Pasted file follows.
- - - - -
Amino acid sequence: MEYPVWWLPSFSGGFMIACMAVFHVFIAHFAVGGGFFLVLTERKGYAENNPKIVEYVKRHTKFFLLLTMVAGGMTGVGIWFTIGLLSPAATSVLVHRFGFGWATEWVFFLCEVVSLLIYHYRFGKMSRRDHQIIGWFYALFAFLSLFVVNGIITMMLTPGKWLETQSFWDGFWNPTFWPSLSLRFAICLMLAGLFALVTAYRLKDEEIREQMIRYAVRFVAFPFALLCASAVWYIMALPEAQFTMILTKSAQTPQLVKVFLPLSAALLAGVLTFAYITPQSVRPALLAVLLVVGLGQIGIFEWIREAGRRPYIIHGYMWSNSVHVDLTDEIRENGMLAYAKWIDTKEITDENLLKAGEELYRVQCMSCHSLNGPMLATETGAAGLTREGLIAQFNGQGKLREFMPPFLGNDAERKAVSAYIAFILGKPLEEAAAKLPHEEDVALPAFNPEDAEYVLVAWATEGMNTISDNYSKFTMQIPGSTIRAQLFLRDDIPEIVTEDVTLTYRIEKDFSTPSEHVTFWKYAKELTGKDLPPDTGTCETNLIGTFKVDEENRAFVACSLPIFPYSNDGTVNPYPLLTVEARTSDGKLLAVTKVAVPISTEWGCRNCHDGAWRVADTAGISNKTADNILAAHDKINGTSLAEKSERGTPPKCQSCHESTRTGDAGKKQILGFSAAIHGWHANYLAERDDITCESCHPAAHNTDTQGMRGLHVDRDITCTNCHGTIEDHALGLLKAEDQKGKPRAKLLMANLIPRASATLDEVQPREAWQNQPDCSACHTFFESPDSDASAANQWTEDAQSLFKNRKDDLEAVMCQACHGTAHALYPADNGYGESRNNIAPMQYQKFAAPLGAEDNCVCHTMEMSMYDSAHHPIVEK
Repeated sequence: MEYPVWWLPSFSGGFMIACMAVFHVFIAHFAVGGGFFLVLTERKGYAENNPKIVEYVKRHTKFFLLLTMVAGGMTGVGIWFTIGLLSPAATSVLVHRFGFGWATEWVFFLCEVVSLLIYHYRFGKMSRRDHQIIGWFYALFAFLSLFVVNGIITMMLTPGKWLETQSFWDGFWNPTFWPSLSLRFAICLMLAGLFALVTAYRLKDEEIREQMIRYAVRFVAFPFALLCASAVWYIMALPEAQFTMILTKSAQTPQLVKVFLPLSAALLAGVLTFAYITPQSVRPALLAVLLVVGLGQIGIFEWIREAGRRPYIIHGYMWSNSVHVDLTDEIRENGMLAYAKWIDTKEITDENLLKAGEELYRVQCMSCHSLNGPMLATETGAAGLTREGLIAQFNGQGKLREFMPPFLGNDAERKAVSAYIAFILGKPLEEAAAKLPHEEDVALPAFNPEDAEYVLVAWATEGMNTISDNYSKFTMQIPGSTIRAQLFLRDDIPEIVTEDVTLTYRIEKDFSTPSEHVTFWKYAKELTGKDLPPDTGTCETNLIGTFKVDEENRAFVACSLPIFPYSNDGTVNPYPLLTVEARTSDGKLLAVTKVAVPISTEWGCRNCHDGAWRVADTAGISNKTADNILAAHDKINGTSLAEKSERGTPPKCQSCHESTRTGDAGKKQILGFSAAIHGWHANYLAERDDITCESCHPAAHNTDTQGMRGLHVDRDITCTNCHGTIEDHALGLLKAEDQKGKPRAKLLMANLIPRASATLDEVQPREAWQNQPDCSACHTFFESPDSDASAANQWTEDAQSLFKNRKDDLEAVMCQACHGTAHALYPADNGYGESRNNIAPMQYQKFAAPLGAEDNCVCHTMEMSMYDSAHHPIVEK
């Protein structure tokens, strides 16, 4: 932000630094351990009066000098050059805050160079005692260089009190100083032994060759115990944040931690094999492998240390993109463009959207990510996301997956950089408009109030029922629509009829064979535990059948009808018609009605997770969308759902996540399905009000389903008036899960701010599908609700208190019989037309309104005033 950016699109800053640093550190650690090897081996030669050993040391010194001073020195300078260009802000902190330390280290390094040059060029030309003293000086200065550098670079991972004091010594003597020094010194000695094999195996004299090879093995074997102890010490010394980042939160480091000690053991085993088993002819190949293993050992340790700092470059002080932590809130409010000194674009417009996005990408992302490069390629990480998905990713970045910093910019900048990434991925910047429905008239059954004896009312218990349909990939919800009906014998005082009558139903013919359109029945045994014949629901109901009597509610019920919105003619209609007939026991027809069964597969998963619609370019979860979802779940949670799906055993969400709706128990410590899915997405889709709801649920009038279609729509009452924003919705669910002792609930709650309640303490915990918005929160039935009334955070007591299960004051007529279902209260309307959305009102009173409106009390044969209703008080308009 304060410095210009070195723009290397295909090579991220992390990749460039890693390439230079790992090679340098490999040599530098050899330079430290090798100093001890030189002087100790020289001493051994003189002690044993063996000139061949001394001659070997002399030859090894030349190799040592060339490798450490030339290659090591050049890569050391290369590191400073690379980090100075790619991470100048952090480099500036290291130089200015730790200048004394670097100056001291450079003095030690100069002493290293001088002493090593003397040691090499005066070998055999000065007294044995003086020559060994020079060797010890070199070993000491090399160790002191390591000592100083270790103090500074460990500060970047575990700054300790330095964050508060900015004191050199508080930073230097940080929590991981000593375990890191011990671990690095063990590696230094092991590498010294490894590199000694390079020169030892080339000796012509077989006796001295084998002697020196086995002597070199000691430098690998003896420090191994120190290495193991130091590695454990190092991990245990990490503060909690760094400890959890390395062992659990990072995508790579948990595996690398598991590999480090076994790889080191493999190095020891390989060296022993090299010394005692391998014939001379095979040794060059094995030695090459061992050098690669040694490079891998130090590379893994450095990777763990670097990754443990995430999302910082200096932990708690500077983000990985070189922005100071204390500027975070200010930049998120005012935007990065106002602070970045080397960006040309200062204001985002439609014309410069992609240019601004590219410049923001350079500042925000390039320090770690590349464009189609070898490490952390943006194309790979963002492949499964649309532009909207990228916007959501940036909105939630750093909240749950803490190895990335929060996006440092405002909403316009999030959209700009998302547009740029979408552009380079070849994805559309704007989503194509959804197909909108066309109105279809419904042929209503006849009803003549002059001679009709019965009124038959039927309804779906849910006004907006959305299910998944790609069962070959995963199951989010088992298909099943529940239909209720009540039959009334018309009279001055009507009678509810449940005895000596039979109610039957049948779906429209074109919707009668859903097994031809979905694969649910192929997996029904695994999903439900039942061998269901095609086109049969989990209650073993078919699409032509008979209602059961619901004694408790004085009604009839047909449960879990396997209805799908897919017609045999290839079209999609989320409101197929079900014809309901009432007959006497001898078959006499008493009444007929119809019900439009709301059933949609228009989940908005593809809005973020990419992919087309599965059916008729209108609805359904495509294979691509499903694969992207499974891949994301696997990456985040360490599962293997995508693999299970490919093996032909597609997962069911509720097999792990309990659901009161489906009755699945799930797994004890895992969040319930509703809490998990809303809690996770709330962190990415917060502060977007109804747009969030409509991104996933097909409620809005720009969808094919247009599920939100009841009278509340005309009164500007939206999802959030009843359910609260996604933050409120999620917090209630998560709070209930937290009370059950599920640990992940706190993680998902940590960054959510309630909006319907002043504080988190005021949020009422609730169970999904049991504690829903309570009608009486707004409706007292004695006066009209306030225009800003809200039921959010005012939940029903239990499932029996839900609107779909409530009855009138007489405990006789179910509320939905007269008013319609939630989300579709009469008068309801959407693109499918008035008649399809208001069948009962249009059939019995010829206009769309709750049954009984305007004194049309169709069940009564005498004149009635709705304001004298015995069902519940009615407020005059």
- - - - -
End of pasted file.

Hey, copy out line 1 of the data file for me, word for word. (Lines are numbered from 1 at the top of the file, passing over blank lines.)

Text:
Amino acid sequence: MEYPVWWLPSFSGGFMIACMAVFHVFIAHFAVGGGFFLVLTERKGYAENNPKIVEYVKRHTKFFLLLTMVAGGMTGVGIWFTIGLLSPAATSVLVHRFGFGWATEWVFFLCEVVSLLIYHYRFGKMSRRDHQIIGWFYALFAFLSLFVVNGIITMMLTPGKWLETQSFWDGFWNPTFWPSLSLRFAICLMLAGLFALVTAYRLKDEEIREQMIRYAVRFVAFPFALLCASAVWYIMALPEAQFTMILTKSAQTPQLVKVFLPLSAALLAGVLTFAYITPQSVRPALLAVLLVVGLGQIGIFEWIREAGRRPYIIHGYMWSNSVHVDLTDEIRENGMLAYAKWIDTKEITDENLLKAGEELYRVQCMSCHSLNGPMLATETGAAGLTREGLIAQFNGQGKLREFMPPFLGNDAERKAVSAYIAFILGKPLEEAAAKLPHEEDVALPAFNPEDAEYVLVAWATEGMNTISDNYSKFTMQIPGSTIRAQLFLRDDIPEIVTEDVTLTYRIEKDFSTPSEHVTFWKYAKELTGKDLPPDTGTCETNLIGTFKVDEENRAFVACSLPIFPYSNDGTVNPYPLLTVEARTSDGKLLAVTKVAVPISTEWGCRNCHDGAWRVADTAGISNKTADNILAAHDKINGTSLAEKSERGTPPKCQSCHESTRTGDAGKKQILGFSAAIHGWHANYLAERDDITCESCHPAAHNTDTQGMRGLHVDRDITCTNCHGTIEDHALGLLKAEDQKGKPRAKLLMANLIPRASATLDEVQPREAWQNQPDCSACHTFFESPDSDASAANQWTEDAQSLFKNRKDDLEAVMCQACHGTAHALYPADNGYGESRNNIAPMQYQKFAAPLGAEDNCVCHTMEMSMYDSAHHPIVEK